Finish VTT Technical Research Centre has developed and tested new carbon removal technique for coal-fired power plants

New method for power plants' CO2 removal

A consortium led by Finish VTT Technical Research Centre has developed a new technology to capture carbon dioxide emissions from coal-fired power plants' flue gases.

The method relies on so called circulating fluidised bed combustion technology – a method widely used in power plants where parts of solid fuels , like coal, are held in the air by upward-blowing jets, creating a bubbling mixture that enables more efficient burning.

In the case of the new FLEXI BURN CFB technology, this method is combined with oxyfuel combustion, using pure oxygen instead of air to feed the fire.

The flue gases released during the oxyfuel combustion have higher CO2 concentration than those of conventional air-powered combustion. That means CO2 can be efficiently removed and stored – preventing it from entering the atmosphere where it would add to the climate change.

Using the combination of the two above mentioned technologies makes it possible also for the power plant to run on cheaper fuels or even biomass, further decreasing its carbon footprint.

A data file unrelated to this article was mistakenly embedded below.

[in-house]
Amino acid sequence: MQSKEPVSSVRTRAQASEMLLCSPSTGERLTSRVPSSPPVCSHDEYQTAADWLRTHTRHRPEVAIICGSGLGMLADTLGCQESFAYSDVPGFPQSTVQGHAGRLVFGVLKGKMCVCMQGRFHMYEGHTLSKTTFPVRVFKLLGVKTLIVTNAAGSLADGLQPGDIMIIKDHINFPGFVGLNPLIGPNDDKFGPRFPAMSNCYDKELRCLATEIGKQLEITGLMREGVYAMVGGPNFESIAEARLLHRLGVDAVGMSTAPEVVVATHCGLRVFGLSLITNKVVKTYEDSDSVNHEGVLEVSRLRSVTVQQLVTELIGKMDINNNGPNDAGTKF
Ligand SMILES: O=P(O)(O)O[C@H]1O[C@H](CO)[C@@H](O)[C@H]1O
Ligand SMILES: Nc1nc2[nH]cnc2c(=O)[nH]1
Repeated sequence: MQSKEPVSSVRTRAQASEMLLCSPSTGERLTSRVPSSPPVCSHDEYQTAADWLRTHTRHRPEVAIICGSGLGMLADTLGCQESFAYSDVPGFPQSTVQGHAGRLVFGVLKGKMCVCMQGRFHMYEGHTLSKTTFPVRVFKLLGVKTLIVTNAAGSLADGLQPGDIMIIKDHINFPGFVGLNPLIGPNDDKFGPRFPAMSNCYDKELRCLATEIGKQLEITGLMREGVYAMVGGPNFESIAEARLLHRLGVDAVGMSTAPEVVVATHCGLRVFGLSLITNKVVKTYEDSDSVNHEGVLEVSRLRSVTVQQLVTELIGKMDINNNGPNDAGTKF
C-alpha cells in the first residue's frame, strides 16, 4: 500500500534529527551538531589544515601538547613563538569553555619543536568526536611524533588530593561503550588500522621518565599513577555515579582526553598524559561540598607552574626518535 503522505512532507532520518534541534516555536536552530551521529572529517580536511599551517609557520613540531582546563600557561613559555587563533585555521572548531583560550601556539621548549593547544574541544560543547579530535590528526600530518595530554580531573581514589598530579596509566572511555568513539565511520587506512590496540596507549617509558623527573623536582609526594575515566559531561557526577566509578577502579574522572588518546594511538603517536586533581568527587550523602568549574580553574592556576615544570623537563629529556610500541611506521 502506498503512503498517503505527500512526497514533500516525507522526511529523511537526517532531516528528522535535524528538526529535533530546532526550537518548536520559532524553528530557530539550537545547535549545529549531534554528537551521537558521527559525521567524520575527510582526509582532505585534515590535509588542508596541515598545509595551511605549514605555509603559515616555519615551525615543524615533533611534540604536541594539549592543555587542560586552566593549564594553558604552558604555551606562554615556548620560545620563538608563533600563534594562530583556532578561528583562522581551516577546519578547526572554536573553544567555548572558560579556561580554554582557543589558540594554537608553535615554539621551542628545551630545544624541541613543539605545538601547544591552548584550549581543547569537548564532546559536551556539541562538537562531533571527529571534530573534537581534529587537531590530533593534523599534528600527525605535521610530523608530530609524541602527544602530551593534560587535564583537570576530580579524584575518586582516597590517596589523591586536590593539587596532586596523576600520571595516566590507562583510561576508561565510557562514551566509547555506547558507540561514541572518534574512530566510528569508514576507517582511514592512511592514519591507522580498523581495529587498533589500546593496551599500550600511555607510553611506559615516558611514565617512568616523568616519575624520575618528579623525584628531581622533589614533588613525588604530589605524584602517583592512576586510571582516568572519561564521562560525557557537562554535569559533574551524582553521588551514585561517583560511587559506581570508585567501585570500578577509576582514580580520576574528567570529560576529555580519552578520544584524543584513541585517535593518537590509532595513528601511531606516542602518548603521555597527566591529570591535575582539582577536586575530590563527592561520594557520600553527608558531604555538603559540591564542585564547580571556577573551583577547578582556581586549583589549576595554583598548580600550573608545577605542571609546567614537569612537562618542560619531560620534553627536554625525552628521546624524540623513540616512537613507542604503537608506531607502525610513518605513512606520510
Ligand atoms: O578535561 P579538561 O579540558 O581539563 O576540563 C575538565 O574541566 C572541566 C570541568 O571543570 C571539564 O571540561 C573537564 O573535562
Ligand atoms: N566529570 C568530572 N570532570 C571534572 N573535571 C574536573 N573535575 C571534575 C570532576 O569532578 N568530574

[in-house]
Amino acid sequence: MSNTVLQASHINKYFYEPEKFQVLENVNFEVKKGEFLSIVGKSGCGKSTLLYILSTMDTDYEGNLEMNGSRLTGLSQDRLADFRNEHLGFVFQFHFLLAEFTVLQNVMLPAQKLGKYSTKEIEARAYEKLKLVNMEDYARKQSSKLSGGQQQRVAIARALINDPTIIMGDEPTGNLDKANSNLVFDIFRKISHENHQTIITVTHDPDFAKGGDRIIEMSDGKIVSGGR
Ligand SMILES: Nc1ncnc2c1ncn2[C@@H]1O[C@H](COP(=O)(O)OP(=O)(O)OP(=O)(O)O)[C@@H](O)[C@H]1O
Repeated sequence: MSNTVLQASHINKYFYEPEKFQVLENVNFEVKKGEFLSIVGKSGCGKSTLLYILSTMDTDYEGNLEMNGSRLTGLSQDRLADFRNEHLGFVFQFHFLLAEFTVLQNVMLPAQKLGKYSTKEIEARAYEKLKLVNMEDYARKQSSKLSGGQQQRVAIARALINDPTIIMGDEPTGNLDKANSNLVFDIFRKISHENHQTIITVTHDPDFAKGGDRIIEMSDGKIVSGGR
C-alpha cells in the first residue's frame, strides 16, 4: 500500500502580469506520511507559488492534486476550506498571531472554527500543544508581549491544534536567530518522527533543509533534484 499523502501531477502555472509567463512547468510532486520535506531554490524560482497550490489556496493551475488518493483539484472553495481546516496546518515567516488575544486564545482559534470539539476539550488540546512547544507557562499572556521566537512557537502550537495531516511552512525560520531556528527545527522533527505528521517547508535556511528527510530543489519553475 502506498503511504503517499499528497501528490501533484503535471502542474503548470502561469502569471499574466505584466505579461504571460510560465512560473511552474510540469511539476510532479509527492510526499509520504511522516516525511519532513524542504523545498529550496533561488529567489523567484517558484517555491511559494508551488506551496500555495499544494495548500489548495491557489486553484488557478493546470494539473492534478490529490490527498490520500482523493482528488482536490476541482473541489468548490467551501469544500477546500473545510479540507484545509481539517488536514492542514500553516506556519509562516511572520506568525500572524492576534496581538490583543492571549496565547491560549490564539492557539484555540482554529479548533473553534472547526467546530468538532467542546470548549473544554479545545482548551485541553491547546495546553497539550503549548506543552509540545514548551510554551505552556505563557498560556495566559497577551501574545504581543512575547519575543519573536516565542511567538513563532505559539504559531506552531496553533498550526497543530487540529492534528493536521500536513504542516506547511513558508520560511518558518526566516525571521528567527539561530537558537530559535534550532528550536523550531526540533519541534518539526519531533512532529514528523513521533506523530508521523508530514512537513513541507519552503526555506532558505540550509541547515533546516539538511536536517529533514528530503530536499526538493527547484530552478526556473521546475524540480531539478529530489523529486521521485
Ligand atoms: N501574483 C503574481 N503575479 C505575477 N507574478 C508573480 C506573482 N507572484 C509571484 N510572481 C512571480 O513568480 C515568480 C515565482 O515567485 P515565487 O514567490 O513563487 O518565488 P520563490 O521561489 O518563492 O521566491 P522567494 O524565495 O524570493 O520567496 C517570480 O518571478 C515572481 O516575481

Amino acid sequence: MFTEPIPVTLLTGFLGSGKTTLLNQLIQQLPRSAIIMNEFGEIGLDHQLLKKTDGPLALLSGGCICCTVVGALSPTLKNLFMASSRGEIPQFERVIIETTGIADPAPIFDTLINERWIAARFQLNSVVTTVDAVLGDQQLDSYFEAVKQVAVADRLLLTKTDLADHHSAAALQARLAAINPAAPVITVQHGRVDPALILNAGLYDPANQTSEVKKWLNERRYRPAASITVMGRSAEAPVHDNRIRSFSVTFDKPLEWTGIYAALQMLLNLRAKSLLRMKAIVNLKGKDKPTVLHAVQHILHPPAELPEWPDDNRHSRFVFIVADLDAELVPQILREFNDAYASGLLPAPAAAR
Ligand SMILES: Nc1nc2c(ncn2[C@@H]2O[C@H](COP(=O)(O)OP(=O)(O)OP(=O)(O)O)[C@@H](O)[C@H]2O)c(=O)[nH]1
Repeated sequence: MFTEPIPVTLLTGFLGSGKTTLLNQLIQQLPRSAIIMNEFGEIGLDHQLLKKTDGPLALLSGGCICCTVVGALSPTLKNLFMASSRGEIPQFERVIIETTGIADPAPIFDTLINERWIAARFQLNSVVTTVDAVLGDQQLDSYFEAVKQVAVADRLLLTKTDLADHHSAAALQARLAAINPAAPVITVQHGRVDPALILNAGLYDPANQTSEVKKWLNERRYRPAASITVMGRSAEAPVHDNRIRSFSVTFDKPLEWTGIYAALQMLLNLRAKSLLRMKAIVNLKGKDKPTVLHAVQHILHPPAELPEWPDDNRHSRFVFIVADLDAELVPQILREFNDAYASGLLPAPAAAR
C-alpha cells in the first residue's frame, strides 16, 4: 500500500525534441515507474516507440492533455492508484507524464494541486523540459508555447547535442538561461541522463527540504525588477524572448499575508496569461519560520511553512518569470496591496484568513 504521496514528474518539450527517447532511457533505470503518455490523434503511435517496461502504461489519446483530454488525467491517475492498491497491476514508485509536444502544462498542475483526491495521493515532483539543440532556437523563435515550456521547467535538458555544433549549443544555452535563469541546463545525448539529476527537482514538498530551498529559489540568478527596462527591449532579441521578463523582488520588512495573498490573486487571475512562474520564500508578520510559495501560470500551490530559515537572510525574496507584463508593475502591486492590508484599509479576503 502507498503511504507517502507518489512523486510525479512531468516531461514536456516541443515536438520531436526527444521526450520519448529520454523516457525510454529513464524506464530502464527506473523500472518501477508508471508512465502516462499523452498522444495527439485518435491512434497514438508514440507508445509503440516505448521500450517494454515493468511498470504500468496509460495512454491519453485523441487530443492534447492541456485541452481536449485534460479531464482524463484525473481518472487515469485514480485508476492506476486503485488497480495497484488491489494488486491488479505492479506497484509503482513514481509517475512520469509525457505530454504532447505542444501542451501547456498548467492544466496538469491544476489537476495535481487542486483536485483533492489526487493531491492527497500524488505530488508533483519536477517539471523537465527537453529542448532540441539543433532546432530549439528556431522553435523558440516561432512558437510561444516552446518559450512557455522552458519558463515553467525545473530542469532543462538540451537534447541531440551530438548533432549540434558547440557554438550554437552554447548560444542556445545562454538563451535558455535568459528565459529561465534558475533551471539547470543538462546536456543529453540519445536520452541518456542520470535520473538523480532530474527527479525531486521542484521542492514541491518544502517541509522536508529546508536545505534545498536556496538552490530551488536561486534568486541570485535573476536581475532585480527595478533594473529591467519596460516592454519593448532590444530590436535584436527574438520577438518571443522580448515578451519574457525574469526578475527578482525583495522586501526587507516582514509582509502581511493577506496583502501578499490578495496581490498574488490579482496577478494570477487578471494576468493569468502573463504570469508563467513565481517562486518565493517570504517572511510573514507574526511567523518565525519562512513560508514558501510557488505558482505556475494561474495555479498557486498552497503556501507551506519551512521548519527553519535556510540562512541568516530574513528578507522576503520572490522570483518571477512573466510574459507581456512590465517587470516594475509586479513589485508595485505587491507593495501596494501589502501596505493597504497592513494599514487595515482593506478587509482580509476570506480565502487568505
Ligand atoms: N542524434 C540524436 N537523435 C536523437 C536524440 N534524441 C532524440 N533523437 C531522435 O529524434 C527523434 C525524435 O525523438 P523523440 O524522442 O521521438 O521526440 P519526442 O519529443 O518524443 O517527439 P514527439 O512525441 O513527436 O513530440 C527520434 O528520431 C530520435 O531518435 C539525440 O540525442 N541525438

The team believes that by broadening the scope of acceptable fuels while remaining the efficiency level would reduce dependency on coal and result in cost savings.

The technology, that requires fitting existing power plants with carbon removal technologies, has been successfully tested on a 30MWth demonstration plant in Spain, which is the world’s largest operational plant using the circulating bed oxyfuel combustion technology. The team has also developed a commercial-scale concept for a 300MWe plant.

Deploying the technology, however, doesn’t require investment only into the technology itself but also increases the operating costs as part of the electricity generated has to be used to power the oxygen production and the CO2 capture systems.

According to the International Energy Agency (IEA), carbon dioxide capture is essential if the emission reduction targets set for greenhouse gases are to be met. The intergovernmental climate change panel IPPC said carbon dioxide emissions should be reduced by 50 to 85 per cent by 2050, if humankind wants to reduce the effects of the climate change.

To meet this target, it is deemed necessary to equip existing coal-fired power plants with carbon dioxide capture systems. However, the technology is still at trial stages.

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